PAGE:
Those re-engineering moves follow changes at Metro-Goldwyn-Mayer/United Artists, which has transformed its MGM/UA Licensing & Merchandising division into MGM Consumer Products.
CREATING PRODUCT LINES
These shakeups reflect how the licensing and merchandising departments of several major movie studios are looking to create product lines from their properties.
"Everyone is looking for different ways to develop profitable new businesses and to get better at creating consumer products based on their properties," said Richard Cohen, president of MGM Consumer Products and MGM Home Entertainment.
Viacom Consumer Products will create two new posts, both VPs of strategic property development. Neil Newman, currently VP-marketing, will handle TV properties and the "Star Trek" franchise. Debbi Petrasek, presently VP-domestic licensing, will handle film properties.
Both will report to Terri Helton, who moves from VP-merchandising to senior VP-licensing.
With selling of licenses and implementation of marketing programs now handled by new VP-Domestic Sales Pam Newton, formerly executive director-product development, Ms. Helton said Mr. Newman and Ms. Petrasek can better focus on long-term strategic marketing. That approach, she said, is better suited for Viacom's properties, which skew more toward teens, adults and sophistication.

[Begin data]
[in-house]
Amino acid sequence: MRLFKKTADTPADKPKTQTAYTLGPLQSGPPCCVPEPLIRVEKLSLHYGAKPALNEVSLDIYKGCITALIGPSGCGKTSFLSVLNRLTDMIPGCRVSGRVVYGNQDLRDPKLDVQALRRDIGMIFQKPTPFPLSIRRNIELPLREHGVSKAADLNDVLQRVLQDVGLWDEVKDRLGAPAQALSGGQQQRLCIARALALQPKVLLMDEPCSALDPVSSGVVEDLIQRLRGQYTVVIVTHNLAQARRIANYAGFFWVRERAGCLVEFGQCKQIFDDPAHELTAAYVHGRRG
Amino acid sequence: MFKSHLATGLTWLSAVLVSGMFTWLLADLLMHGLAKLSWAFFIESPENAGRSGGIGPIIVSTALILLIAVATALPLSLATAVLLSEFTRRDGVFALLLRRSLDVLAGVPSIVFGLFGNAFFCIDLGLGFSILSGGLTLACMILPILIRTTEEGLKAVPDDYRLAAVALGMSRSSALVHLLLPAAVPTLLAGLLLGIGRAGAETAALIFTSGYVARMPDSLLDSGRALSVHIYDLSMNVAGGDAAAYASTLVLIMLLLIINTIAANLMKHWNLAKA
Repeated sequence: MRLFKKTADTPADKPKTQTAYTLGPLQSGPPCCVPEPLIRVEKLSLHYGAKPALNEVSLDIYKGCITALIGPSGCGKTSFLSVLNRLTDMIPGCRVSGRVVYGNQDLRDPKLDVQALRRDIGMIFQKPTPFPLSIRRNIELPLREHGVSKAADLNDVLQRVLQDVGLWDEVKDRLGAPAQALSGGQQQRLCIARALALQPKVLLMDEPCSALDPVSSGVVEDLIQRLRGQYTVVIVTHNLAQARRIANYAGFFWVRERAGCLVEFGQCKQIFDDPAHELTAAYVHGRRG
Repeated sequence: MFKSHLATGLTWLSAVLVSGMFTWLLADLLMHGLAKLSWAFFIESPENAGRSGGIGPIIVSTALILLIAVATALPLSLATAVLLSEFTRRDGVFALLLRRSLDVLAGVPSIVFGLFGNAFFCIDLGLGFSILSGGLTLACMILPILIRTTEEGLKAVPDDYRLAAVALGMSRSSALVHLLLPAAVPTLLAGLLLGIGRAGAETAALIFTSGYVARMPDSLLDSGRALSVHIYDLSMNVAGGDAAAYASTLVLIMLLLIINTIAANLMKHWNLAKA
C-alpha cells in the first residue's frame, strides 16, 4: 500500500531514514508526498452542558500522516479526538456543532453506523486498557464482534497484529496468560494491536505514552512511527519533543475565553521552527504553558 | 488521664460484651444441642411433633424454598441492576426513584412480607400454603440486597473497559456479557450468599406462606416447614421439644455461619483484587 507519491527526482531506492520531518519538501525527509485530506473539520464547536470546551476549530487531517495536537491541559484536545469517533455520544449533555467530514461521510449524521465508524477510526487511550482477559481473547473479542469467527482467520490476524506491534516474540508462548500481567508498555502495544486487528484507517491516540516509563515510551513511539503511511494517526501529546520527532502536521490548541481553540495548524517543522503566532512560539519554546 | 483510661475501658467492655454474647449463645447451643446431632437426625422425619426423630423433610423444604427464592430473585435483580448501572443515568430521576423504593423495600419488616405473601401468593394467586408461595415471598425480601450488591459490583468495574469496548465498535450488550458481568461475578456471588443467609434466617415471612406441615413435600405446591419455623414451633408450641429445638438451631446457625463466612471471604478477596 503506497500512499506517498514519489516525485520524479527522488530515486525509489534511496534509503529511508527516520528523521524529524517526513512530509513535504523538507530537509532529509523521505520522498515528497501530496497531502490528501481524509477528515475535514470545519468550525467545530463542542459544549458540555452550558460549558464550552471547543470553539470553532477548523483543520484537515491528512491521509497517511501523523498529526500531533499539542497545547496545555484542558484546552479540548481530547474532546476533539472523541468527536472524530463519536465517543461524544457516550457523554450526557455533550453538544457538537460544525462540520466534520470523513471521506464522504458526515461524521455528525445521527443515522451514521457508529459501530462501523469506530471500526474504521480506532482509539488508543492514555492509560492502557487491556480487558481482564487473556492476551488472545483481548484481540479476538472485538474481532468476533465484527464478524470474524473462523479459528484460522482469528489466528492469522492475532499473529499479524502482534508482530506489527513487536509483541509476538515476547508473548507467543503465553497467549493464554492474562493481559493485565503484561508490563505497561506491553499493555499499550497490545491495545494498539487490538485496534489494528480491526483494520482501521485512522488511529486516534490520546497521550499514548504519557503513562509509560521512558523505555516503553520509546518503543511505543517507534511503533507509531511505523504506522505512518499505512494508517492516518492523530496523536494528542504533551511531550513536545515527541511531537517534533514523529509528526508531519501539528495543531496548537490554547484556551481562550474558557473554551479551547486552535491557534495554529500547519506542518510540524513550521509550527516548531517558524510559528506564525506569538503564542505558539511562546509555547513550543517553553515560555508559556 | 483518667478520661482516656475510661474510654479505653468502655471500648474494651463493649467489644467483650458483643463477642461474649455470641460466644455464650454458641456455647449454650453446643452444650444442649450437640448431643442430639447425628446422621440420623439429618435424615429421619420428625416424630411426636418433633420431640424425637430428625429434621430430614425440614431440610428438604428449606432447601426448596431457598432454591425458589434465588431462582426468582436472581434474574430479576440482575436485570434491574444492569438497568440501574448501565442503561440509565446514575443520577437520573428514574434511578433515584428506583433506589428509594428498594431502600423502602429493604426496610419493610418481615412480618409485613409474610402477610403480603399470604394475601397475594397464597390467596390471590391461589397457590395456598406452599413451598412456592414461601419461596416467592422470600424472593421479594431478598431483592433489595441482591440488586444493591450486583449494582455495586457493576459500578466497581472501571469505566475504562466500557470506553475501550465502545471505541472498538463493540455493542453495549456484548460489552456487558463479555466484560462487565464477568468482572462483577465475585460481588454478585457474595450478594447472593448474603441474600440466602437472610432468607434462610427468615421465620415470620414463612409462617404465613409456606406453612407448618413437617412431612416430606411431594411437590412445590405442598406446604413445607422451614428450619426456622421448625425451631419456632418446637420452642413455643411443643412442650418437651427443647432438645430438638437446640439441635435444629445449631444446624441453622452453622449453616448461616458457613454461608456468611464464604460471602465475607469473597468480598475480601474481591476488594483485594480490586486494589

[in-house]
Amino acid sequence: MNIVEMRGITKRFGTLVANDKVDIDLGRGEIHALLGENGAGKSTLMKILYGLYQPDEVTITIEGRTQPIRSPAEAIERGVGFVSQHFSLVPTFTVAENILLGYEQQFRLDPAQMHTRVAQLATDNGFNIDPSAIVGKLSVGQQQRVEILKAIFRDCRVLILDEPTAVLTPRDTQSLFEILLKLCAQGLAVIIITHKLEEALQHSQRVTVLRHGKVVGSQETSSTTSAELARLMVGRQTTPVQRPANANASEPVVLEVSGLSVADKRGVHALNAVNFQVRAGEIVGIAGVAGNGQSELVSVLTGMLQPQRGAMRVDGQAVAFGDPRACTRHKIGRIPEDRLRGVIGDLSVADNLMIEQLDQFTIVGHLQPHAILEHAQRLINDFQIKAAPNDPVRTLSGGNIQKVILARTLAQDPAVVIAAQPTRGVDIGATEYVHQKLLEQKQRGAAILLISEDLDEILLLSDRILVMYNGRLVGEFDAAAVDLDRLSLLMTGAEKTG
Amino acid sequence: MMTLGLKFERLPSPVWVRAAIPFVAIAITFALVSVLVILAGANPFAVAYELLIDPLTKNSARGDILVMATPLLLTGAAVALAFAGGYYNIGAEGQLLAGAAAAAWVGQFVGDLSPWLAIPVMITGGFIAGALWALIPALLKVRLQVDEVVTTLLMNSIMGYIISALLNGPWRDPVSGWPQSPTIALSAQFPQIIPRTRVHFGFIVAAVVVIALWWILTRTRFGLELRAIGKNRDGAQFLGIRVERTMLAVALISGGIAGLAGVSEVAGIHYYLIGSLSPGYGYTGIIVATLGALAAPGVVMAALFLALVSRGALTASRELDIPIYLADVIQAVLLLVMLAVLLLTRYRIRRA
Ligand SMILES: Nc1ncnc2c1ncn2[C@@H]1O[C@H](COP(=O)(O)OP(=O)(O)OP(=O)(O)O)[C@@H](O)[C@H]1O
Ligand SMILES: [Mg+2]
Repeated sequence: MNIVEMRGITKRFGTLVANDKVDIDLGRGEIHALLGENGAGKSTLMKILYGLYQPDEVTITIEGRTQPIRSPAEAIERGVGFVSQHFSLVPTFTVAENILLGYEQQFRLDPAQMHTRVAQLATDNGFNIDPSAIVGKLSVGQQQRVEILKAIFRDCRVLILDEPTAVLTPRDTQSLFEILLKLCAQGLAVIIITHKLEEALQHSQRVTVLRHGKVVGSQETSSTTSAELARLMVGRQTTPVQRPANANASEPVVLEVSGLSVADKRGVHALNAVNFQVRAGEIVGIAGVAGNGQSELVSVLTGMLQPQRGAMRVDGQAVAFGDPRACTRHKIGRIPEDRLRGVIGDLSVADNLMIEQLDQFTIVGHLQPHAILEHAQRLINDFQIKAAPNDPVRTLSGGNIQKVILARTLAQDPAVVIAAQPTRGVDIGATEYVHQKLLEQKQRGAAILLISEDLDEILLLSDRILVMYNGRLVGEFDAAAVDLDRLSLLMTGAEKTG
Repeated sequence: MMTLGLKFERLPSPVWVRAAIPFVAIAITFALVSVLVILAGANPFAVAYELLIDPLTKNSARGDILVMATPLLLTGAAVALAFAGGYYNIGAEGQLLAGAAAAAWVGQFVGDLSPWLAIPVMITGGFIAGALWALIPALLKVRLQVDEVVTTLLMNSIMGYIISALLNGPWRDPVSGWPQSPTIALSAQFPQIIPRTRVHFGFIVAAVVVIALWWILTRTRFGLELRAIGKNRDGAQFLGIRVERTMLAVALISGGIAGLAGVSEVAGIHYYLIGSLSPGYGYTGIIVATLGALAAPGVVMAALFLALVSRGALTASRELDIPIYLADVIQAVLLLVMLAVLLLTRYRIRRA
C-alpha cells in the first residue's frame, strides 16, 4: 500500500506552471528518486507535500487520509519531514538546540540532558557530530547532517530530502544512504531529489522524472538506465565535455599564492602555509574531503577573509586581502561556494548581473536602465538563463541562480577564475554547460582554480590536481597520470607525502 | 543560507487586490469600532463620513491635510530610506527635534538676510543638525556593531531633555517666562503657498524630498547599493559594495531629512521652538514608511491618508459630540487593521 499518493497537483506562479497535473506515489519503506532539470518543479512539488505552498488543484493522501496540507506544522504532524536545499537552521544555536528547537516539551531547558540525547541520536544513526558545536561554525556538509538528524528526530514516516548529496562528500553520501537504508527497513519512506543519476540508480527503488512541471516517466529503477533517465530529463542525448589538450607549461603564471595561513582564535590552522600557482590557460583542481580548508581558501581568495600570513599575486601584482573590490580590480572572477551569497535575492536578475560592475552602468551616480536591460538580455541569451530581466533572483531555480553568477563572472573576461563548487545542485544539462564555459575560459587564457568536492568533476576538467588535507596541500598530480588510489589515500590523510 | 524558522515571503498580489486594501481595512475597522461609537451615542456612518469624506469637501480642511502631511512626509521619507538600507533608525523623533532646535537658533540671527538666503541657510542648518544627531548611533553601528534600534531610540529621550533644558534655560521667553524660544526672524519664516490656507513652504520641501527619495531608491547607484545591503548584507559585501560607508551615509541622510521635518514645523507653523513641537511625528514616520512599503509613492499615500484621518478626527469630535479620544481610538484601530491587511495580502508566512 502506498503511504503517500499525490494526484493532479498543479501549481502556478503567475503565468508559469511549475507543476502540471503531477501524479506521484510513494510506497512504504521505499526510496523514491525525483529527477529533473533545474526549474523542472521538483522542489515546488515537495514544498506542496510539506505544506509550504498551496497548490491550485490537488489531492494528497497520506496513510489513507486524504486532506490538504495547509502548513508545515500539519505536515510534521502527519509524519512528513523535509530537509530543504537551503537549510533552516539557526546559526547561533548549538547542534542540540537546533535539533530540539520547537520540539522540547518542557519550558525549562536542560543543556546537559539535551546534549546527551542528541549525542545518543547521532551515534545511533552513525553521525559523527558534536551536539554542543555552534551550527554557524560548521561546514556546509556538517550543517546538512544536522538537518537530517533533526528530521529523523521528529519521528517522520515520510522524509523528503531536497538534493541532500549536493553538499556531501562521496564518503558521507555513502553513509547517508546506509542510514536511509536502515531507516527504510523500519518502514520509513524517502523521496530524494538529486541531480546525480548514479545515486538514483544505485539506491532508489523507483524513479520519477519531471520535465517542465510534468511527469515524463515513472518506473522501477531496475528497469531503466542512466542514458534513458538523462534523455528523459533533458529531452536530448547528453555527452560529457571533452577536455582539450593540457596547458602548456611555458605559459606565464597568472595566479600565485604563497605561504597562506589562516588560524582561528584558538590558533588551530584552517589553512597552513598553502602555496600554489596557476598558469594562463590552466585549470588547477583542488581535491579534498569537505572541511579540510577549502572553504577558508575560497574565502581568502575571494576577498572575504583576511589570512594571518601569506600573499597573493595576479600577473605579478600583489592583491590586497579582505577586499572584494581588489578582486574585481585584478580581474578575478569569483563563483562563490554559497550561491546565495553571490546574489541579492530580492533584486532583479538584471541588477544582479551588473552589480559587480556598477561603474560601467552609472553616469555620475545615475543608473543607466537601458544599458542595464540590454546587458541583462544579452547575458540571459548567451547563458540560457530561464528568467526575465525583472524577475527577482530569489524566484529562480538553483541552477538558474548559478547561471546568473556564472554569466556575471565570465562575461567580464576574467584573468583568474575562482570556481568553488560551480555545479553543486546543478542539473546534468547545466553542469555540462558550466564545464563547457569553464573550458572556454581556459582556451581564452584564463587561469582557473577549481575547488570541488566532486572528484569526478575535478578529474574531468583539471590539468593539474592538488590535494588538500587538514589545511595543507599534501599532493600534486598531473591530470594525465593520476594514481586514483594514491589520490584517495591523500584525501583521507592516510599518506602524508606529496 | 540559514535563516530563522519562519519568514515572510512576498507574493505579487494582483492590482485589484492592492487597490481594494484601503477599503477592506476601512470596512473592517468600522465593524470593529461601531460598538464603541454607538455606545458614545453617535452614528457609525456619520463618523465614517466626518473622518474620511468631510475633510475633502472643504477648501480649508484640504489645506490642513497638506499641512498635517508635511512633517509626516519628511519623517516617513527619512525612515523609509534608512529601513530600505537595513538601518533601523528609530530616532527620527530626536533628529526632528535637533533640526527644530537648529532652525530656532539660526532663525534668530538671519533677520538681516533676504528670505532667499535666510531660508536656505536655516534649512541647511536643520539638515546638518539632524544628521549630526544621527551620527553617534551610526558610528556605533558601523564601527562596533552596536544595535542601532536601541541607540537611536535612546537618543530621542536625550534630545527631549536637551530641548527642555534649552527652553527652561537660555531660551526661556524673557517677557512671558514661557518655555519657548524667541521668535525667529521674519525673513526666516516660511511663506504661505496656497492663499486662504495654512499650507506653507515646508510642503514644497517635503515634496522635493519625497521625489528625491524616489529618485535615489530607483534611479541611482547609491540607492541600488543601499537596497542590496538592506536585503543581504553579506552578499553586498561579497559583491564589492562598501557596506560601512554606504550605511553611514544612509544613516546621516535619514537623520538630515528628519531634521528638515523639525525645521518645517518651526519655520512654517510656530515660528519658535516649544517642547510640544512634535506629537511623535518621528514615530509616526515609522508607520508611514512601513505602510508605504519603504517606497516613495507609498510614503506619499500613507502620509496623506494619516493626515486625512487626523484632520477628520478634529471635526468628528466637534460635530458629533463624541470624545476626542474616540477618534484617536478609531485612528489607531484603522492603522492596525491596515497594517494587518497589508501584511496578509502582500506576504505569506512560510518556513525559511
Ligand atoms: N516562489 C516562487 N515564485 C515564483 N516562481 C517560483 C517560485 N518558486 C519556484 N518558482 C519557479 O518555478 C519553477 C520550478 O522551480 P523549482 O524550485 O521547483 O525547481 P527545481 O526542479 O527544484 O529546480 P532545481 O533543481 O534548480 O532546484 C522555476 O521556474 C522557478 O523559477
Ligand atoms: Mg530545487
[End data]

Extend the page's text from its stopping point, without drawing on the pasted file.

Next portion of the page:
"We're taking a page out of the consumer foods business," said Ms. Helton. "For many of our properties, we need to develop a vision for a brand, map it out and take it there. It used to be more scatter shot."
Viacom has also created a new division devoted to retail relations. Annie Seaton, director of retail relations, heads this branch and reports to Ms. Helton.
"Retailers are demanding distinction and longevity in properties. They're also looking for a competitive edge," said Ms. Helton.
At MGM, Mr. Cohen's new division is charged with developing brands and creating integrated marketing programs at retail. Properties getting the branding treatment include "Rocky," "The Pink Panther" and the studio's roaring lion logo.
"We're developing a plan that, first, will identify the meaning and the value of the brands that we control, and second, figures out how to capitalize on them, instead of selling them willy-nilly because someone wants to license them," said Mr. Cohen, who added that the developing strategy will guide such changes as structure and staffing.